Bangladesh oil spill 'threatens rare dolphins'
- 10 December 2014
- From the section Asia
The Bangladeshi navy has sent four ships to deal with an oil spill from a crashed tanker that is threatening a rare dolphin sanctuary.
The tanker, believed to be carrying 350,000 litres (75,000 gallons) of oil, and another vessel collided early on Tuesday in the Sundarbans region.
Forestry officials said the spill happened in a sanctuary for dolphins including the rare Irrawaddy species.
The government has lodged a legal case against the owners of the two vessels.
Officials told the BBC the oil had spread along a 40km (25 mile) section of the Sela river.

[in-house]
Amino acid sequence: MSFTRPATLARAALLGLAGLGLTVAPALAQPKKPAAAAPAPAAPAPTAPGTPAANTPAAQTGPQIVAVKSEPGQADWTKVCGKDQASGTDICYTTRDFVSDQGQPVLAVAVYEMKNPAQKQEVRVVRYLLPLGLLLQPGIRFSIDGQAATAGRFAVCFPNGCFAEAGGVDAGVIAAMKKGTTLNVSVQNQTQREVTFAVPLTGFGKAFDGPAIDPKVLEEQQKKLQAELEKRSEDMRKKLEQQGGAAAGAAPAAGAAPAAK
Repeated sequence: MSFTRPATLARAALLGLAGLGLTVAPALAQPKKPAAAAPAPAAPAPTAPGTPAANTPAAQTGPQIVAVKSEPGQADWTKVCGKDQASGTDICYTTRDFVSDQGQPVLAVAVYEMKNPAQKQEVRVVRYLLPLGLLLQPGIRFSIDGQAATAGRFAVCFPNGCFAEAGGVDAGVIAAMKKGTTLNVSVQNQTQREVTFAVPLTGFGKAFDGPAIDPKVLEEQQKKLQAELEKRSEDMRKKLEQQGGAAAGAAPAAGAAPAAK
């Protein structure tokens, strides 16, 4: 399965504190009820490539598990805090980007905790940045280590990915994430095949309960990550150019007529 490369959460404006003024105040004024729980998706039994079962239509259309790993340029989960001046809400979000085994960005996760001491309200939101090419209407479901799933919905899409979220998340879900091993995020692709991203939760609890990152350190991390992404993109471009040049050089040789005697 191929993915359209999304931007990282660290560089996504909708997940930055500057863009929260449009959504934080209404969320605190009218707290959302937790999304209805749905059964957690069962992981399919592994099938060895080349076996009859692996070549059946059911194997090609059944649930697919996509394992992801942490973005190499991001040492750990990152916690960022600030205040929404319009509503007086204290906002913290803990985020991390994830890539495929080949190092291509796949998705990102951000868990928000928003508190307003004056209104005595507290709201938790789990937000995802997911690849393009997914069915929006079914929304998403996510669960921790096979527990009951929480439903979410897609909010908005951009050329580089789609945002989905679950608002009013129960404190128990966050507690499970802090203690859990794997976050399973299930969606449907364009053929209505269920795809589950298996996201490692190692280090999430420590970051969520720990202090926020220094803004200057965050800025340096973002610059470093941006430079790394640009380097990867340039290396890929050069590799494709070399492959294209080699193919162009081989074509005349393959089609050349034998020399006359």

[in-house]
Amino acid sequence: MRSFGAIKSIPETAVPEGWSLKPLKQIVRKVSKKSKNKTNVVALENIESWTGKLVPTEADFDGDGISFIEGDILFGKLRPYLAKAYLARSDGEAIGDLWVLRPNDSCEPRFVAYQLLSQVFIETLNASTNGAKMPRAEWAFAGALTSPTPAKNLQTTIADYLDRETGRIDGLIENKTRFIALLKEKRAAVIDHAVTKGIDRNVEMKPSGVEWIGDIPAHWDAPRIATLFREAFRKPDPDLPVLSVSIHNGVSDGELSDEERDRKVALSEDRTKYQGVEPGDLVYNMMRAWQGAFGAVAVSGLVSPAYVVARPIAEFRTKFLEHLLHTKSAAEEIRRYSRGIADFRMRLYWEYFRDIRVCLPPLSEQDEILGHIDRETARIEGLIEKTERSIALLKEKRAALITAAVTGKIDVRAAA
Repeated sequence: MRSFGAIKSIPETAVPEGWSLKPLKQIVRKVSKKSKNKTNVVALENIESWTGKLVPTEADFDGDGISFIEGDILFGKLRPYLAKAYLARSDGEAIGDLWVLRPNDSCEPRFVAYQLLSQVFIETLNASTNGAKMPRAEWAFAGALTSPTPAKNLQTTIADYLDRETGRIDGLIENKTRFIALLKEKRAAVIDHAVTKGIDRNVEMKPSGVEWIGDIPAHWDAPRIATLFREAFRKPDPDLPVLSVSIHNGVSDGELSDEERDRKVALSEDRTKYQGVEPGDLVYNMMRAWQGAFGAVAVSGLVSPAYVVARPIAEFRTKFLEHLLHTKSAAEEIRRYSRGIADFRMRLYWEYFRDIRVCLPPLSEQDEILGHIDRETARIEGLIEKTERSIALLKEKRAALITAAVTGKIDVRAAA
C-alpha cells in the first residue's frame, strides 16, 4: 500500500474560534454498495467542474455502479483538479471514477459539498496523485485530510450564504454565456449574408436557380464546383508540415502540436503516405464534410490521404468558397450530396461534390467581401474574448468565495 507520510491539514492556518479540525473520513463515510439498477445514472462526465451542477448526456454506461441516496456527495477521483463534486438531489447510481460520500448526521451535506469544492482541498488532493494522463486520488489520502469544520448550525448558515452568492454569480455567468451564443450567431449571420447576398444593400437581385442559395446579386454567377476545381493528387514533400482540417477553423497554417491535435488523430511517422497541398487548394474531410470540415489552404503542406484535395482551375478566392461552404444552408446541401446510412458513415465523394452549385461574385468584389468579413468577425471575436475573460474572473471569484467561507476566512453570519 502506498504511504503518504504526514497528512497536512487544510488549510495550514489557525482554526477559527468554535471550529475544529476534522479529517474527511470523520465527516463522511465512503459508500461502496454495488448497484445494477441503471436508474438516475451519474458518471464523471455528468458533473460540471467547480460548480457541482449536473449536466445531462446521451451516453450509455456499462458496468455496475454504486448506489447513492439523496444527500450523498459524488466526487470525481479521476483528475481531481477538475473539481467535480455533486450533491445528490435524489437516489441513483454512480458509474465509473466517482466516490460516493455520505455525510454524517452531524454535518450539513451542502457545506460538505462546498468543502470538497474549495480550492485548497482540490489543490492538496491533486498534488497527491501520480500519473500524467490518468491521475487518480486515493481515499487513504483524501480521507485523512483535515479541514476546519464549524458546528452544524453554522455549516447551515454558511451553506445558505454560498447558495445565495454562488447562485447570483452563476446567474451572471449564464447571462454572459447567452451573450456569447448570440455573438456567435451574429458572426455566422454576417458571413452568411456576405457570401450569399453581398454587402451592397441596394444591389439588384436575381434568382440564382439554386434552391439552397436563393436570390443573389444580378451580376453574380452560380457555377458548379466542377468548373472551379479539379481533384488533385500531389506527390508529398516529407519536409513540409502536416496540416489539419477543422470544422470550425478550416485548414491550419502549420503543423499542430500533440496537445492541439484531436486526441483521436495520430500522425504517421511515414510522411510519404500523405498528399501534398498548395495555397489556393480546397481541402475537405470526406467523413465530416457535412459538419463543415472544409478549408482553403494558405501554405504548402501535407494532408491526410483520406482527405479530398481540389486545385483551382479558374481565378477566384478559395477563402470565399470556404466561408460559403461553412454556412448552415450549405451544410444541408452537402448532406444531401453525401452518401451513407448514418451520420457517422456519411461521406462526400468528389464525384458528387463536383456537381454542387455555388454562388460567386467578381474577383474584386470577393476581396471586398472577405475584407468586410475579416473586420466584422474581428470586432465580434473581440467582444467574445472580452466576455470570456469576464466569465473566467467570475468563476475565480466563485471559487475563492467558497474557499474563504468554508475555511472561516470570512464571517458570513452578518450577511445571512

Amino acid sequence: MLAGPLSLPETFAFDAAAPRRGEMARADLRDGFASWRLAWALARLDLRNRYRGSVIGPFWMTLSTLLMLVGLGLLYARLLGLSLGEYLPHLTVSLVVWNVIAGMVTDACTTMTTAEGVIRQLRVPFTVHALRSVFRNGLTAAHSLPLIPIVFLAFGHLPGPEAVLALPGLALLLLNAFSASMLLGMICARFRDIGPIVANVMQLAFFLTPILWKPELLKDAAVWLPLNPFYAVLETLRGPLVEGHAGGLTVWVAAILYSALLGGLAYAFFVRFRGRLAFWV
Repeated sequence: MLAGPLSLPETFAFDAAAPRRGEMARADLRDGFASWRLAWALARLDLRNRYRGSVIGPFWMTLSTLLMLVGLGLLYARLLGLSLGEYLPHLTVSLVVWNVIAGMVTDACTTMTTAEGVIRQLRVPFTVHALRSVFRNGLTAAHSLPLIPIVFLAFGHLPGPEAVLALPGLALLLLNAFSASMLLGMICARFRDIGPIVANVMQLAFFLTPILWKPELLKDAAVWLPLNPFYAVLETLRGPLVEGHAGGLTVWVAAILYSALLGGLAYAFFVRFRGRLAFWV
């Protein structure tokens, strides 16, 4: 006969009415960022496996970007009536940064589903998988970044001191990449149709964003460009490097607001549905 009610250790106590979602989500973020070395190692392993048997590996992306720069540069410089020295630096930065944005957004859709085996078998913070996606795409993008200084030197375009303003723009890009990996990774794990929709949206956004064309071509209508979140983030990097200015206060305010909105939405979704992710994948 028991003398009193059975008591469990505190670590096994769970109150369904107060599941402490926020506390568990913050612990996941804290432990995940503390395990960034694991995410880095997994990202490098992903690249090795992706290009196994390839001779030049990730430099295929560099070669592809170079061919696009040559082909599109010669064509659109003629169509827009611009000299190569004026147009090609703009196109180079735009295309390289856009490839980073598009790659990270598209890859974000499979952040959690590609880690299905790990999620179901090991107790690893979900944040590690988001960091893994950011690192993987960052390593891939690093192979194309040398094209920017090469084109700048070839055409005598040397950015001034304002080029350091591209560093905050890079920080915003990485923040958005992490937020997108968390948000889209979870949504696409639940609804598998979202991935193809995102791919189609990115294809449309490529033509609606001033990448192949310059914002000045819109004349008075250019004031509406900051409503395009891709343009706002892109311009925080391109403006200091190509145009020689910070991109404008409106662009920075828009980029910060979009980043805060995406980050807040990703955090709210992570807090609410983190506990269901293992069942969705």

The tanker was reportedly on its way to deliver the oil to a power plant in Gopalganj when it was struck by another vessel.
It is not clear how much oil spilled out of the vessel, but some officials were quoted as saying all 350,000 litres might have gone into the water.
Two navy ships are already at the scene, and two others are on their way.
They are carrying chemicals to try to separate the oil from the water.
But Bangladeshi officials say they have little experience of dealing with such problems.
The Sunderbans, a Unesco world heritage site, is a vast river delta on the northern shore of the Bay of Bengal.
Its mangroves and rivers are home to a vast array of plant and animal life, much of it unique to the region.
The government declared areas in the southern Sunderbans to be a dolphin sanctuary in 2011, after research suggested some 6,000 Irrawaddy dolphins lived in the area.